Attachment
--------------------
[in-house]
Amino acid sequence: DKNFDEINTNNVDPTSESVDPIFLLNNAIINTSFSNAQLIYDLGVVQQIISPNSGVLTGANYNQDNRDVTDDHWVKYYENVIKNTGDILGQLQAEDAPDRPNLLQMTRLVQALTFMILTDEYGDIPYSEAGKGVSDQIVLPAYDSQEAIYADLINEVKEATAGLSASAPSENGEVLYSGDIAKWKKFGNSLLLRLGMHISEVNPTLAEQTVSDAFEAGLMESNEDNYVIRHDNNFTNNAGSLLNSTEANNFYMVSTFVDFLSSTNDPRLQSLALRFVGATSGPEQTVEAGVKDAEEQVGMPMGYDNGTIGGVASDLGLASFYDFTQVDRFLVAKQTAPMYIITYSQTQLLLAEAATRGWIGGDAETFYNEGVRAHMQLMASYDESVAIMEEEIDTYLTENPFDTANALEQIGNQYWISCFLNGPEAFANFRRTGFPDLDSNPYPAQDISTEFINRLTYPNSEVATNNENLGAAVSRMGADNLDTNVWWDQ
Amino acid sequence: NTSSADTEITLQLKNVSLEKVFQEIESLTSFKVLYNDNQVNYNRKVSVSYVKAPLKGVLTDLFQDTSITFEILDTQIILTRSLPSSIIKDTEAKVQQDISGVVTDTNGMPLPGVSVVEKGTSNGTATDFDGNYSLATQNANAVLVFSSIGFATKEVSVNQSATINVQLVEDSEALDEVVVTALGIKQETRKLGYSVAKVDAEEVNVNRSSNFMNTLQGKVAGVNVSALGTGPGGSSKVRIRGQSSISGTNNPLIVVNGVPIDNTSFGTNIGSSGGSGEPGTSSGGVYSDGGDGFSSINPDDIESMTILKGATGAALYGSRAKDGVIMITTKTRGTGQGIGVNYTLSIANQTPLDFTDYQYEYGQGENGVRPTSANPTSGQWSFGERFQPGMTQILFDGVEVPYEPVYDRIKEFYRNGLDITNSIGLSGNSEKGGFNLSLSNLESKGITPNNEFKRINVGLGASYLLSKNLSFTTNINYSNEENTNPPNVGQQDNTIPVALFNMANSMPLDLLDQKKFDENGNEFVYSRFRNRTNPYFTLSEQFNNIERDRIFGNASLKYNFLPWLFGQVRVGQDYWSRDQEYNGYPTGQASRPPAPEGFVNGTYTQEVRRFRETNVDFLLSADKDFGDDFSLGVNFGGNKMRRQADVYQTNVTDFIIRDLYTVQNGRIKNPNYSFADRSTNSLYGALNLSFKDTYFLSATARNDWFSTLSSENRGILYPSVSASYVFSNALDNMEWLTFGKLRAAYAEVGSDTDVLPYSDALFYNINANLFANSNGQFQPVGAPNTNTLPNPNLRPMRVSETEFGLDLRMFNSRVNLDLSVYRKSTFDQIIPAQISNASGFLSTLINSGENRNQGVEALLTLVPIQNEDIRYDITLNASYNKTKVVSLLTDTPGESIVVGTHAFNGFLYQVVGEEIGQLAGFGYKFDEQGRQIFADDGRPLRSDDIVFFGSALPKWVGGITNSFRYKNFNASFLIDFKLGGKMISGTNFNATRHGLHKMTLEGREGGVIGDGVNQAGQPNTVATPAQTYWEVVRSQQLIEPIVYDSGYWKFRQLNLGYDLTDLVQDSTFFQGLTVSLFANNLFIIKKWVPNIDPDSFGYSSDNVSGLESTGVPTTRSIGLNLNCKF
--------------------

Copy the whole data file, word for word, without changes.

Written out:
[in-house]
Amino acid sequence: DKNFDEINTNNVDPTSESVDPIFLLNNAIINTSFSNAQLIYDLGVVQQIISPNSGVLTGANYNQDNRDVTDDHWVKYYENVIKNTGDILGQLQAEDAPDRPNLLQMTRLVQALTFMILTDEYGDIPYSEAGKGVSDQIVLPAYDSQEAIYADLINEVKEATAGLSASAPSENGEVLYSGDIAKWKKFGNSLLLRLGMHISEVNPTLAEQTVSDAFEAGLMESNEDNYVIRHDNNFTNNAGSLLNSTEANNFYMVSTFVDFLSSTNDPRLQSLALRFVGATSGPEQTVEAGVKDAEEQVGMPMGYDNGTIGGVASDLGLASFYDFTQVDRFLVAKQTAPMYIITYSQTQLLLAEAATRGWIGGDAETFYNEGVRAHMQLMASYDESVAIMEEEIDTYLTENPFDTANALEQIGNQYWISCFLNGPEAFANFRRTGFPDLDSNPYPAQDISTEFINRLTYPNSEVATNNENLGAAVSRMGADNLDTNVWWDQ
Amino acid sequence: NTSSADTEITLQLKNVSLEKVFQEIESLTSFKVLYNDNQVNYNRKVSVSYVKAPLKGVLTDLFQDTSITFEILDTQIILTRSLPSSIIKDTEAKVQQDISGVVTDTNGMPLPGVSVVEKGTSNGTATDFDGNYSLATQNANAVLVFSSIGFATKEVSVNQSATINVQLVEDSEALDEVVVTALGIKQETRKLGYSVAKVDAEEVNVNRSSNFMNTLQGKVAGVNVSALGTGPGGSSKVRIRGQSSISGTNNPLIVVNGVPIDNTSFGTNIGSSGGSGEPGTSSGGVYSDGGDGFSSINPDDIESMTILKGATGAALYGSRAKDGVIMITTKTRGTGQGIGVNYTLSIANQTPLDFTDYQYEYGQGENGVRPTSANPTSGQWSFGERFQPGMTQILFDGVEVPYEPVYDRIKEFYRNGLDITNSIGLSGNSEKGGFNLSLSNLESKGITPNNEFKRINVGLGASYLLSKNLSFTTNINYSNEENTNPPNVGQQDNTIPVALFNMANSMPLDLLDQKKFDENGNEFVYSRFRNRTNPYFTLSEQFNNIERDRIFGNASLKYNFLPWLFGQVRVGQDYWSRDQEYNGYPTGQASRPPAPEGFVNGTYTQEVRRFRETNVDFLLSADKDFGDDFSLGVNFGGNKMRRQADVYQTNVTDFIIRDLYTVQNGRIKNPNYSFADRSTNSLYGALNLSFKDTYFLSATARNDWFSTLSSENRGILYPSVSASYVFSNALDNMEWLTFGKLRAAYAEVGSDTDVLPYSDALFYNINANLFANSNGQFQPVGAPNTNTLPNPNLRPMRVSETEFGLDLRMFNSRVNLDLSVYRKSTFDQIIPAQISNASGFLSTLINSGENRNQGVEALLTLVPIQNEDIRYDITLNASYNKTKVVSLLTDTPGESIVVGTHAFNGFLYQVVGEEIGQLAGFGYKFDEQGRQIFADDGRPLRSDDIVFFGSALPKWVGGITNSFRYKNFNASFLIDFKLGGKMISGTNFNATRHGLHKMTLEGREGGVIGDGVNQAGQPNTVATPAQTYWEVVRSQQLIEPIVYDSGYWKFRQLNLGYDLTDLVQDSTFFQGLTVSLFANNLFIIKKWVPNIDPDSFGYSSDNVSGLESTGVPTTRSIGLNLNCKF